FDA noted it can keep the products out of the marketplace for up to 30 days while deciding whether to take further enforcement action, such as seizing the food.
"Under the new criteria, FDA can order an administrative detention if there is reason to believe that an article of food is adulterated or misbranded," the rule states.
FDA, however, declined to elaborate on the circumstances in which it would make such a finding, saying in the final rule its decisions would be made on a case-by-case basis. "Because such decisions are fact specific, FDA has not, therefore, amended the regulation to provide additional explanation of the criteria for ordering administrative detention."
The rule reflects the intent of the FDA Food Safety Modernization Act (FSMA): to prevent foodborne illnesses in a country where 3,000 people die each year from such diseases, according to estimates from the Centers for Prevention and Disease Control.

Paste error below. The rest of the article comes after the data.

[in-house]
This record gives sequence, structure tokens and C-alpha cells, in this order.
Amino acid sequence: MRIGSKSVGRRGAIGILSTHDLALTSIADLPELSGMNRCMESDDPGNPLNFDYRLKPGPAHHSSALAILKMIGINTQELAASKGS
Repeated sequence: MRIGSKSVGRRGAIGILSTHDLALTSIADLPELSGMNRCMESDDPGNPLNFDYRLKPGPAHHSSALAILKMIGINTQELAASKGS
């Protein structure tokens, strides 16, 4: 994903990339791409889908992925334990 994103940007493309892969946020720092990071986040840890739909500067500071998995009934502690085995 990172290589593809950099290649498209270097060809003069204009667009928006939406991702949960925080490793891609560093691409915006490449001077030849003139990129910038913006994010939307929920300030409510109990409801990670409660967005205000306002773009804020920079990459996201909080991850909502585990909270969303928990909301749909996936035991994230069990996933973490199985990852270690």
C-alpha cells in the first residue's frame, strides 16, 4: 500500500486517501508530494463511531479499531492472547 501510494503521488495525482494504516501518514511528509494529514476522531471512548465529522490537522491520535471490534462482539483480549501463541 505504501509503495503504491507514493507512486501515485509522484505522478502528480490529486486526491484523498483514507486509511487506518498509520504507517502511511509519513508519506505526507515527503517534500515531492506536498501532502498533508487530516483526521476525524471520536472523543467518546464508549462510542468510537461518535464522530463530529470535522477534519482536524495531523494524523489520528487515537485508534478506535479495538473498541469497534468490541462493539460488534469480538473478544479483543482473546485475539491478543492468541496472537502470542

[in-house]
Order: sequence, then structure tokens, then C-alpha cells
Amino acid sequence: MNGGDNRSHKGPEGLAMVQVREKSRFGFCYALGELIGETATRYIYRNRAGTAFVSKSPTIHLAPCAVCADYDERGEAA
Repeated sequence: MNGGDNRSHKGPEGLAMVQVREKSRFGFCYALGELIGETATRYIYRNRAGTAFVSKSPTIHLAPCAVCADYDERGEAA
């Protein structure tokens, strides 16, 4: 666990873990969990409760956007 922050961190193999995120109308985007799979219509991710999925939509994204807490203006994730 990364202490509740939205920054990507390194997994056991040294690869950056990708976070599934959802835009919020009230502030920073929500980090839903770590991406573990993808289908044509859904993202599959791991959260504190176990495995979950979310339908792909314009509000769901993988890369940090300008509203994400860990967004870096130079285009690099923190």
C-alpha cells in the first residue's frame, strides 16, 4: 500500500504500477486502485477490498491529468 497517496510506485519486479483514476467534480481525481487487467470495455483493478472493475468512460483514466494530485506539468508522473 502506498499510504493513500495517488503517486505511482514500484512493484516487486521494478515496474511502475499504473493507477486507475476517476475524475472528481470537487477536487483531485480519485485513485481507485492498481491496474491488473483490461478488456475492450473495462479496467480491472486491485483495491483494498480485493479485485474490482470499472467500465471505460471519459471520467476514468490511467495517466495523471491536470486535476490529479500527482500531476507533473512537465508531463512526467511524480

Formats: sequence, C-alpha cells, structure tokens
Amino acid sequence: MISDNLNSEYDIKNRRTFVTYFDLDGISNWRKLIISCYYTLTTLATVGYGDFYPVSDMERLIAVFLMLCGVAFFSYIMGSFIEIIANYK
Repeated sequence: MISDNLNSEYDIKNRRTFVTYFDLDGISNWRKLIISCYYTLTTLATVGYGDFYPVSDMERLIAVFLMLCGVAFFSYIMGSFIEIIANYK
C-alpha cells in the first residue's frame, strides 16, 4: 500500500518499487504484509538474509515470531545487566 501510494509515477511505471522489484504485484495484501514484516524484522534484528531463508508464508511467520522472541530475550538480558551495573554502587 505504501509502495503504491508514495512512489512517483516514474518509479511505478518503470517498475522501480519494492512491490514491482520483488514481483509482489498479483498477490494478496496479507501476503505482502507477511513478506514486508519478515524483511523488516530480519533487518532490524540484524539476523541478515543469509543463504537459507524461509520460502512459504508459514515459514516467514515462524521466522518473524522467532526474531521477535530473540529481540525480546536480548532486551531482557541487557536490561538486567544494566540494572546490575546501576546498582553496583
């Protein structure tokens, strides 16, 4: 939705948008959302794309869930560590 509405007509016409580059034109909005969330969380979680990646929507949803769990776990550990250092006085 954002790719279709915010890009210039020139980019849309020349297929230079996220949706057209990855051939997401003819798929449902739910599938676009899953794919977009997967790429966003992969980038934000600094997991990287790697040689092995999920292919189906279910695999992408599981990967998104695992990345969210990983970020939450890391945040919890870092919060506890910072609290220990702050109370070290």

"Before the passage of FSMA, FDA was able to detain a food product only when it had credible evidence that a food product presented a threat of serious adverse health consequences or death to humans or animals," FDA explained in a press release.
The final rule — "Criteria Used to Order Administrative Detention of Food for Human or Animal Consumption" — incorporates an interim final rule that became effective in July 2011.